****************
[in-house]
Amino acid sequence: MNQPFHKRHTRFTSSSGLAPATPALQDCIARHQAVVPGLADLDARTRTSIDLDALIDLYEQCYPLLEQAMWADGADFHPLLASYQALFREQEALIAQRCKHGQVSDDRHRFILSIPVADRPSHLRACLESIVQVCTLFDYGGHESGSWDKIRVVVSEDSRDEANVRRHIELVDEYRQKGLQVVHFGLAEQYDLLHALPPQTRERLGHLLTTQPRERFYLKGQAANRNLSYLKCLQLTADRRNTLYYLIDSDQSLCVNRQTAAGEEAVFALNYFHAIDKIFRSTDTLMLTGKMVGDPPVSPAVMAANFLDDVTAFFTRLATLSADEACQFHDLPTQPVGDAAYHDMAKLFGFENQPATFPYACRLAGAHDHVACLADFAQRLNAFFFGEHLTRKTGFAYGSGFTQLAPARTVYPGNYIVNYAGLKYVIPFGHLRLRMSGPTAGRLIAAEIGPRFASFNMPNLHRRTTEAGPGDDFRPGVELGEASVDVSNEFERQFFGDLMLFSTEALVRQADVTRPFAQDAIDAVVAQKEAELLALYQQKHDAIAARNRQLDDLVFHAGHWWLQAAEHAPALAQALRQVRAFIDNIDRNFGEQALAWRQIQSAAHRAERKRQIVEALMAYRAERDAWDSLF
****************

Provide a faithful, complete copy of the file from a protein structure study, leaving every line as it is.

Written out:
[in-house]
Amino acid sequence: MNQPFHKRHTRFTSSSGLAPATPALQDCIARHQAVVPGLADLDARTRTSIDLDALIDLYEQCYPLLEQAMWADGADFHPLLASYQALFREQEALIAQRCKHGQVSDDRHRFILSIPVADRPSHLRACLESIVQVCTLFDYGGHESGSWDKIRVVVSEDSRDEANVRRHIELVDEYRQKGLQVVHFGLAEQYDLLHALPPQTRERLGHLLTTQPRERFYLKGQAANRNLSYLKCLQLTADRRNTLYYLIDSDQSLCVNRQTAAGEEAVFALNYFHAIDKIFRSTDTLMLTGKMVGDPPVSPAVMAANFLDDVTAFFTRLATLSADEACQFHDLPTQPVGDAAYHDMAKLFGFENQPATFPYACRLAGAHDHVACLADFAQRLNAFFFGEHLTRKTGFAYGSGFTQLAPARTVYPGNYIVNYAGLKYVIPFGHLRLRMSGPTAGRLIAAEIGPRFASFNMPNLHRRTTEAGPGDDFRPGVELGEASVDVSNEFERQFFGDLMLFSTEALVRQADVTRPFAQDAIDAVVAQKEAELLALYQQKHDAIAARNRQLDDLVFHAGHWWLQAAEHAPALAQALRQVRAFIDNIDRNFGEQALAWRQIQSAAHRAERKRQIVEALMAYRAERDAWDSLF